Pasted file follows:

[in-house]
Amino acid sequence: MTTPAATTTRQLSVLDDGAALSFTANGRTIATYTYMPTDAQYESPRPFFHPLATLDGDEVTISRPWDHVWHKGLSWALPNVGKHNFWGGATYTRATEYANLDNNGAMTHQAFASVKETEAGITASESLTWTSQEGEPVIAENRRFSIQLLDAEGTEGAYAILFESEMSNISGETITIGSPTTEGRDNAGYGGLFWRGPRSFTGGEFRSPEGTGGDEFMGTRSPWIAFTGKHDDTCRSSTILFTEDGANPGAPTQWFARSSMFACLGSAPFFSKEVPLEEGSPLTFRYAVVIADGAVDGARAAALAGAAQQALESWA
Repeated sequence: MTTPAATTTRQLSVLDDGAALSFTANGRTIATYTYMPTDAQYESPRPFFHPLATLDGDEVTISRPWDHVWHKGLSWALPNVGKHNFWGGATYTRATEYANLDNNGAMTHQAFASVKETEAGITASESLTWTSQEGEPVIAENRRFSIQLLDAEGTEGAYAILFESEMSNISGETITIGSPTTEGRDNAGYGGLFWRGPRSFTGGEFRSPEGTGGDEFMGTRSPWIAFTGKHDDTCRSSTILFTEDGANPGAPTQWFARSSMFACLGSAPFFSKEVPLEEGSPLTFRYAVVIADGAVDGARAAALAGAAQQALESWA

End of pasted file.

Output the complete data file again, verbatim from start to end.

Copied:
[in-house]
Amino acid sequence: MTTPAATTTRQLSVLDDGAALSFTANGRTIATYTYMPTDAQYESPRPFFHPLATLDGDEVTISRPWDHVWHKGLSWALPNVGKHNFWGGATYTRATEYANLDNNGAMTHQAFASVKETEAGITASESLTWTSQEGEPVIAENRRFSIQLLDAEGTEGAYAILFESEMSNISGETITIGSPTTEGRDNAGYGGLFWRGPRSFTGGEFRSPEGTGGDEFMGTRSPWIAFTGKHDDTCRSSTILFTEDGANPGAPTQWFARSSMFACLGSAPFFSKEVPLEEGSPLTFRYAVVIADGAVDGARAAALAGAAQQALESWA
Repeated sequence: MTTPAATTTRQLSVLDDGAALSFTANGRTIATYTYMPTDAQYESPRPFFHPLATLDGDEVTISRPWDHVWHKGLSWALPNVGKHNFWGGATYTRATEYANLDNNGAMTHQAFASVKETEAGITASESLTWTSQEGEPVIAENRRFSIQLLDAEGTEGAYAILFESEMSNISGETITIGSPTTEGRDNAGYGGLFWRGPRSFTGGEFRSPEGTGGDEFMGTRSPWIAFTGKHDDTCRSSTILFTEDGANPGAPTQWFARSSMFACLGSAPFFSKEVPLEEGSPLTFRYAVVIADGAVDGARAAALAGAAQQALESWA